|More than Petticoats: Remarkable South Carolina Women
By Globe Pequot
|Churches of Charleston and the Lowcountry
By George C. Rogers, Preservation Society of Charleston & Preservation Society of Charleston / University of South Carolina Press
|Daily Devotions for Die-Hard Fans: South Carolina Gamecocks
By Ed McMinn / Extra Point Publishers
Daily Devotions for Die-Hard Fans: South Carolina Gamecocks combines the great passion of the Gamecock fan with the great passion of the fan of Christ into one set of devotions.
|The Mystery at Fort Sumter: First Shot Fired in the Civil War!
By Carole Marsh / Gallopade International
Set in major American locations and using real kids as characters, this popular nation-wide series integrates history and state lore into fascinating mysteries! Christina, Grant, Mini, and Papa go to Charleston, South Carolina, in search of missing (and dead!) Aunt Lulu. There they learn about Fort Sumter and the first shots fired in the Civil war as they solve a mystery during a rare winter blizzard! 158 pages, softcover.
|The Civil War: A Narrative: Volume 1: Fort Sumter to Perryville - eBook
By Shelby Foote, Dostoyevsky / Vintage
|A Yankee Girl at Fort Sumter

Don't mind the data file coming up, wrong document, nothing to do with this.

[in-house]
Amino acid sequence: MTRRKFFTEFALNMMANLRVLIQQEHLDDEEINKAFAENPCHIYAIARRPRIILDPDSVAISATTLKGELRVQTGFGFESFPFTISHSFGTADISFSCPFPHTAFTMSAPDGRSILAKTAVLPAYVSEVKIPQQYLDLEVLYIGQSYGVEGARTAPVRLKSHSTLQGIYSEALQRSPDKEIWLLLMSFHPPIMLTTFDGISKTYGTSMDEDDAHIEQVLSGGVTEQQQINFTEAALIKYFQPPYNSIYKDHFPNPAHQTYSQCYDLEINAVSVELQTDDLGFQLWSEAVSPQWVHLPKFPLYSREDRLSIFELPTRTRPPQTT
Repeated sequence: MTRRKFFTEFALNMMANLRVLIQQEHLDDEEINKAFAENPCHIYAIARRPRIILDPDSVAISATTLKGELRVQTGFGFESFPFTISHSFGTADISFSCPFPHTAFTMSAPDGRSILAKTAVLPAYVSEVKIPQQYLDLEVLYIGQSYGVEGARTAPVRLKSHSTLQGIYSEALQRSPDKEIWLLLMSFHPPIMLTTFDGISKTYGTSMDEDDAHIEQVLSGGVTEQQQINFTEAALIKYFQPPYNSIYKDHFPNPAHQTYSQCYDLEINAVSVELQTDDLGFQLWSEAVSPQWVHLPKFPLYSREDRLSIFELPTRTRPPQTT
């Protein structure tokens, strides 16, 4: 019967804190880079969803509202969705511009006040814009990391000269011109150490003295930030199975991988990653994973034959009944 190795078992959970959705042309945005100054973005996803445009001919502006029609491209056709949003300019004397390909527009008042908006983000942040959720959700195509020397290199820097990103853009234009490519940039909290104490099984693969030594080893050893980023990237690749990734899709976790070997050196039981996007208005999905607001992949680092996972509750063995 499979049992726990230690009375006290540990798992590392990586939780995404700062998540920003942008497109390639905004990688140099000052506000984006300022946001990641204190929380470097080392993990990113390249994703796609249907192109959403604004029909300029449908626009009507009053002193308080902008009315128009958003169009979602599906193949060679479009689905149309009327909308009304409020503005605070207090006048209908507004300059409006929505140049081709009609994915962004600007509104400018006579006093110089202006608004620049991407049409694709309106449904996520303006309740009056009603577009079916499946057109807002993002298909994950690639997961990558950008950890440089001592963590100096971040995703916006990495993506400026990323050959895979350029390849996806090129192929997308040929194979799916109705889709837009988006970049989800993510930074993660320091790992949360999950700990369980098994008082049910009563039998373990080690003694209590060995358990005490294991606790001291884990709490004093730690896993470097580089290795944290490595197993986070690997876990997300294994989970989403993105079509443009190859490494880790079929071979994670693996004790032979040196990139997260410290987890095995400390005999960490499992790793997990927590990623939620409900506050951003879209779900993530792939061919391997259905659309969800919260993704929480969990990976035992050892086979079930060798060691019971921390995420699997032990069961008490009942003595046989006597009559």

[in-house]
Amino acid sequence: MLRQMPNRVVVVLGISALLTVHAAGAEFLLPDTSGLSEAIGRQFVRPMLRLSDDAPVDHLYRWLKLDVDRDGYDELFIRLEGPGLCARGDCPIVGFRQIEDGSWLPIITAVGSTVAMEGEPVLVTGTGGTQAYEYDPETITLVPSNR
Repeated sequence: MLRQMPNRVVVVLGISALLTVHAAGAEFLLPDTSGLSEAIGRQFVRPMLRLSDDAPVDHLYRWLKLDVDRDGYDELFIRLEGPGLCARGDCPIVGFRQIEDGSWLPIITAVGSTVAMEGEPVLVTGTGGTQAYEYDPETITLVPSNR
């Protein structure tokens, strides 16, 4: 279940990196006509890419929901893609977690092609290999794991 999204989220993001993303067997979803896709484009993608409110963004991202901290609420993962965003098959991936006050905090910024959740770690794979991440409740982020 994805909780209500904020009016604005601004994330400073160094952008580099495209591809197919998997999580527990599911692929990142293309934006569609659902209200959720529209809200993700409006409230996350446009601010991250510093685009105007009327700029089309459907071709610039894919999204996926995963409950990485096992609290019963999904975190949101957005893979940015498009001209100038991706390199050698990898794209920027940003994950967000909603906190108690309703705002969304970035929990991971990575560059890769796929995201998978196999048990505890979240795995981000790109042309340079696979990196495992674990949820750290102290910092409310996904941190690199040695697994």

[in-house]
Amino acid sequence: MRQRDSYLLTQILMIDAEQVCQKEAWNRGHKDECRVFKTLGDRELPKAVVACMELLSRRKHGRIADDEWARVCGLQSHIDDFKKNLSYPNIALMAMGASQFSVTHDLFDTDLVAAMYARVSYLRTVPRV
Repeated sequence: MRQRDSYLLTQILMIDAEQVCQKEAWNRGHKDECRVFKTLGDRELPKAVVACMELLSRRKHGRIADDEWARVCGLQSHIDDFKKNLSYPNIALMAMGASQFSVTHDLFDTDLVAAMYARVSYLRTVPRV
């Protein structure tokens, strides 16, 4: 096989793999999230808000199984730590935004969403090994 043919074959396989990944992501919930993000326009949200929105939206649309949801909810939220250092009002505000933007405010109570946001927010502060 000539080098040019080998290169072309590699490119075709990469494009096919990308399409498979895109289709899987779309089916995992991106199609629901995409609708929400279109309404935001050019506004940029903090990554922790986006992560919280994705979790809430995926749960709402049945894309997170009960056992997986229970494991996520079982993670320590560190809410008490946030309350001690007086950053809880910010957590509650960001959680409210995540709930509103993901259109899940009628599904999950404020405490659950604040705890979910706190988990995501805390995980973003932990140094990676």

By Alice Turner Curtis / Applewood Books
This is the story of Sylvia, a little girl from Boston, and her adventures in Charleston, South Carolina, just before the start of the Civil War.
|Historic North American Forts Coloring Book
By Peter F. Copeland / Dover Publications
Many of them are National Historic Sites today, but in their time these forts were among the first footsteps of a westward-bound society. Illustrations of 44 historic forts range from sites in the northernmost reaches of the United States and Canada to El Morro, Puerto Rico's sixteenth-century citadel. Detailed captions accompany scenes from Fort McHenry, Fort Jamestown, Fort Ticonderoga, Fort Sumter, Plymouth Fort, Fort Laramie, and many other strongholds.
|The Longest Night A Military History of the Civil War
By David J. Eicher / Simon & Schuster